> If you could, would you change places with any of your characters?

 I think I prefer life in this century. If I had to pick a character from my trilogy, I guess it would be Woodrow. He's a long-lived man of honour, compassion, and learning, but he has also suffered greatly.

> What were your literary influences for The Pack?

I think the same answer to Question 4 applies here. However there are so many more authors who have influenced me. Edward Rutherford, James Michener, Wilbur Smith, Steve Berry, David Baldacci, Dan Brown, James Lee Burke, Michael Chrichton, James Clavell - all come to mind - these authors weave such captivating stories with action and settings that drag the reader right into them.

> What's the first novel (published or unpublished) that you wrote and how long did it take to write it?

The Run with the Wolves trilogy is my first and only published venture. The three volumes are called The Pack; The Oracle; and The Beast. It took me about 10 years (part time - in addition to working for a living and raising a family) to write the whole series which includes the lyrics to about 48 songs. I have a vision here which includes books, movies, and music.

> What was the hardest scene for you to write?

There are a number of scenes in which some key characters get killed off. It's always difficult to say goodbye to someone that you dreamt up and who was an intricate part of your story.

> When and where do you write?

Usually in the evening secluded away in the office/den. Although I have been known to pull off to the side of the highway and jot down notes for the story or for a song when inspiration struck me.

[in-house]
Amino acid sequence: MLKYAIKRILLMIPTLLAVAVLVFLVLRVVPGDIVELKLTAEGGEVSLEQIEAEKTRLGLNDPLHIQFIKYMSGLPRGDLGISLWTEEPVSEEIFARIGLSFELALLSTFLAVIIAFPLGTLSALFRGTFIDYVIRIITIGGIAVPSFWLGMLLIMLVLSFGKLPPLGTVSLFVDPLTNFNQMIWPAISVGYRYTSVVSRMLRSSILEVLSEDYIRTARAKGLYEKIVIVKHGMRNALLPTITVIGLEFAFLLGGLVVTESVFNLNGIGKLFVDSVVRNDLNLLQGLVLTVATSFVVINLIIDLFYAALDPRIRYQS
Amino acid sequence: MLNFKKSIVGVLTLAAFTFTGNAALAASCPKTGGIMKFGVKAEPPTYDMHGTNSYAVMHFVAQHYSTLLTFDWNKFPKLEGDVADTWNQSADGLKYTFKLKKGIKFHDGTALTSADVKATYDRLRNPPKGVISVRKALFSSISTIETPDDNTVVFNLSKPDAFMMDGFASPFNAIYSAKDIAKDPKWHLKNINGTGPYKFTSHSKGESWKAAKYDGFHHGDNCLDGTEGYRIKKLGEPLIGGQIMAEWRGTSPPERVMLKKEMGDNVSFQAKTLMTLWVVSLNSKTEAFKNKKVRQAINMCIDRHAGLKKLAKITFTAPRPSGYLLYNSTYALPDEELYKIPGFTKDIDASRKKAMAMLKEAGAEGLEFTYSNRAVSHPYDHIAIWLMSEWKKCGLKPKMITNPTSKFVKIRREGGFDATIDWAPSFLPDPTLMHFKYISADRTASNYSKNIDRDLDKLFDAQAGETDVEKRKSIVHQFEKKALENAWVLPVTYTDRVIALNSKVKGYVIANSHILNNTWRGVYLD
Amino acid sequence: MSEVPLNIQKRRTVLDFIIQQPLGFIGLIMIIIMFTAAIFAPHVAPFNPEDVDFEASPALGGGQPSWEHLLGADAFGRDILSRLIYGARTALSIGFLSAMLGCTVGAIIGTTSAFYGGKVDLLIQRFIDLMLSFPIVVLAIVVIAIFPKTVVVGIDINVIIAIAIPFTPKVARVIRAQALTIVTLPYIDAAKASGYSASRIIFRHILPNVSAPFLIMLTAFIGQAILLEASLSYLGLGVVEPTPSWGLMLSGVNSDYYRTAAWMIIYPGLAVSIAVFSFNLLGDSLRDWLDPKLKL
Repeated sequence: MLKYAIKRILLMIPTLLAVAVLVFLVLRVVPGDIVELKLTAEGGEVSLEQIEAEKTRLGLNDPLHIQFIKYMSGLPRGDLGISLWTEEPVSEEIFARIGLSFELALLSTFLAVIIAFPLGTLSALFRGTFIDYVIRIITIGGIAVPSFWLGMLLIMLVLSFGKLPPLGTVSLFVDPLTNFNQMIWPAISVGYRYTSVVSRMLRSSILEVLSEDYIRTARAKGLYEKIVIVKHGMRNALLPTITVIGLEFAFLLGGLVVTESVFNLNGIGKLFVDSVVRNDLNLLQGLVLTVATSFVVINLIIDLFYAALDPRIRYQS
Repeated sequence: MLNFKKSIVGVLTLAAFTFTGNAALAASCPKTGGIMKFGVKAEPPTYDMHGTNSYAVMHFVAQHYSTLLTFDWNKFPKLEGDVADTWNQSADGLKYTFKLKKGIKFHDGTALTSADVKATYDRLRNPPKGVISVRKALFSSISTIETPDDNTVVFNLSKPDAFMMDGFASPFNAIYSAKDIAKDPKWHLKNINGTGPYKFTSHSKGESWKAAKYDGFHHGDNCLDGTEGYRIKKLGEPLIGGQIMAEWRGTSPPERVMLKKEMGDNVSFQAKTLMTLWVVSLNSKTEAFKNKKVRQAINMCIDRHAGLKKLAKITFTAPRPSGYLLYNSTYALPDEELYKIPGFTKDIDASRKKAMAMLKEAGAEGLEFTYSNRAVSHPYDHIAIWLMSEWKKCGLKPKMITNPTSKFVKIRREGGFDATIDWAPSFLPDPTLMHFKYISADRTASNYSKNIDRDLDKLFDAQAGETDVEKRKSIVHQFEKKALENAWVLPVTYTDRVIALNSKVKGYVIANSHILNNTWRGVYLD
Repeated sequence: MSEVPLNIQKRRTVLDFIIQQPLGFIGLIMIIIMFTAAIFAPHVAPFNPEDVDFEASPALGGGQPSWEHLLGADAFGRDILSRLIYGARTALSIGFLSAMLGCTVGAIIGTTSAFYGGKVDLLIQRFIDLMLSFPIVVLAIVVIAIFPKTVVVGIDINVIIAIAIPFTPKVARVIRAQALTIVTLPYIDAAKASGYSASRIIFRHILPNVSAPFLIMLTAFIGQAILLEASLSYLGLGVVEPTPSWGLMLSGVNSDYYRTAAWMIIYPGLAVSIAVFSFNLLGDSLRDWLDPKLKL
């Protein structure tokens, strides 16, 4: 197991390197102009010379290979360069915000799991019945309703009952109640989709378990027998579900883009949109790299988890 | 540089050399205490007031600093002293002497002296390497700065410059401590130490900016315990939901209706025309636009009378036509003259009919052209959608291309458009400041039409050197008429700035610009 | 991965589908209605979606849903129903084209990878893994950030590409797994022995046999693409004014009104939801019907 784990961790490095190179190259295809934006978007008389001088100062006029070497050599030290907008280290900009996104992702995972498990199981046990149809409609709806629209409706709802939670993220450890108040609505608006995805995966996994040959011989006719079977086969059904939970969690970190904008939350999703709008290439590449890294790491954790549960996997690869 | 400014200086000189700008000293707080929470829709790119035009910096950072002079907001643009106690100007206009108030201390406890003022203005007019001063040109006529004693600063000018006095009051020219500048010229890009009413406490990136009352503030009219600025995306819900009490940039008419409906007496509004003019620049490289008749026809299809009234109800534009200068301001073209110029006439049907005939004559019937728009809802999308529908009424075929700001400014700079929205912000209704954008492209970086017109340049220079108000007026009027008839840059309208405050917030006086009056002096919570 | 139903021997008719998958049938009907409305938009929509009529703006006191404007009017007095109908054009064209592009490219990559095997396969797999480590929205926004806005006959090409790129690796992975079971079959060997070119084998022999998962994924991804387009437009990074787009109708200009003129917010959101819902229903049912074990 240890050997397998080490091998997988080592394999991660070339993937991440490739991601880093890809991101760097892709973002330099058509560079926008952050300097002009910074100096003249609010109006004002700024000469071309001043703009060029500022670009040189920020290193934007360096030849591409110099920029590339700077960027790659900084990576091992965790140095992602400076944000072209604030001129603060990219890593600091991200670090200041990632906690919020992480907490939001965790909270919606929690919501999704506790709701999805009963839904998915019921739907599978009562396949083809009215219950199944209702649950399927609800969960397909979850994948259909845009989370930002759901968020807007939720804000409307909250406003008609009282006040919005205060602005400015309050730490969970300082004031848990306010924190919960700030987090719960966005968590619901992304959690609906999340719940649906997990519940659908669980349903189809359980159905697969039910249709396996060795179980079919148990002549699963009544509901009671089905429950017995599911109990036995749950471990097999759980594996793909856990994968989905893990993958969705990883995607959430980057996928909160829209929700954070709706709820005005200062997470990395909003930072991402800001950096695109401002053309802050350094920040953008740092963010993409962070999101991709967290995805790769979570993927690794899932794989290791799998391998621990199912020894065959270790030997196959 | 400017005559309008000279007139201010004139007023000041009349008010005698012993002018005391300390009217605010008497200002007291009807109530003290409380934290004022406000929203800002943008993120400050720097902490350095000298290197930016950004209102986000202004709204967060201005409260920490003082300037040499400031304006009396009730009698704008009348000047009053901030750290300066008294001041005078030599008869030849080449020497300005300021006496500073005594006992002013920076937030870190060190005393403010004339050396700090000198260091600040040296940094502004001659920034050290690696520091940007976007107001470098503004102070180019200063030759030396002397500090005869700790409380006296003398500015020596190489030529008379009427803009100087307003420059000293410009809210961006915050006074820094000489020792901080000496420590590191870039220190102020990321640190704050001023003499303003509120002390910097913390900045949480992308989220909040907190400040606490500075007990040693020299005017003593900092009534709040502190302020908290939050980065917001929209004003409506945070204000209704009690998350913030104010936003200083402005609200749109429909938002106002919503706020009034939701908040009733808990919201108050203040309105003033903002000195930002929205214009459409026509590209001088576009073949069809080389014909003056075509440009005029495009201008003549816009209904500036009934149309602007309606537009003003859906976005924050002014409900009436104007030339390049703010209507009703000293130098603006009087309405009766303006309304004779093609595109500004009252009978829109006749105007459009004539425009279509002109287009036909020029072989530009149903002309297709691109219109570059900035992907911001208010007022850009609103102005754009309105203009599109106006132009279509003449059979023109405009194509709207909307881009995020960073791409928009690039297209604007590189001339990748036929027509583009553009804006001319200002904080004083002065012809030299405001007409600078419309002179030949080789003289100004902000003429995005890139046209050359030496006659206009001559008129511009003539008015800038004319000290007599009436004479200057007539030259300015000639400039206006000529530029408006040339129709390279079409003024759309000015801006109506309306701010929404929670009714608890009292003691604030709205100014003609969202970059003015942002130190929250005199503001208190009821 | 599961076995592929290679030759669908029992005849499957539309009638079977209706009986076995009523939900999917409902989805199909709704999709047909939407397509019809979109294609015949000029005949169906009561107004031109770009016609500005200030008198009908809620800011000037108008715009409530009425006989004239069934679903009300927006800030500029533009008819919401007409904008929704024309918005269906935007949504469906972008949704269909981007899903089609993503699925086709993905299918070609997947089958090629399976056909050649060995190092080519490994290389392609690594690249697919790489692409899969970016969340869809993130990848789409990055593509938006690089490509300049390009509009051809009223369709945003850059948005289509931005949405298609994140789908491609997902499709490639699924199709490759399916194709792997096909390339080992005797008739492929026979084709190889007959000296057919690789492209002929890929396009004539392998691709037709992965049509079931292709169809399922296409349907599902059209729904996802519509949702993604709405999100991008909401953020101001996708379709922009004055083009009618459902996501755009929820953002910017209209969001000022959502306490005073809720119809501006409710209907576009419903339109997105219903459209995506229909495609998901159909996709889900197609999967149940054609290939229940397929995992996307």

> What’s the best/worst thing about writing?

The best is letting your imagination take you places that inspire you to write about. The worst - I suppose is that it's a lonely undertaking that has absolutely no guarantee that it will ever see the light of day or that anyone else will care for it. (There's also about a decade there where I couldn't tell you what my favourite TV show was because I didn't watch much - is that a bad or good thing???).

> Do you have any advice for hopeful authors?

Write only about what you have a passion for - and don't give a f--- about what anyone else thinks.

> Any tips against writers block?

(Being a bit block-headed helps.) I suppose I overcame those times by first creating an overall blueprint of the story from beginning to end - and when I was stuck, I moved around it by writing a number of scenes out of order, and came back later. For example, I wrote the ending before I wrote anything else. It just took me another ten years to get there.

> How do you discipline yourself to write?

Now that's a good question.

a) By promising to reward yourself later with some form of treat.

b) Through self-ridicule - you started this project - are you going to leave it unfinished?

c) It helped that the Leafs were such a bad hockey team that writing was easier than watching them play.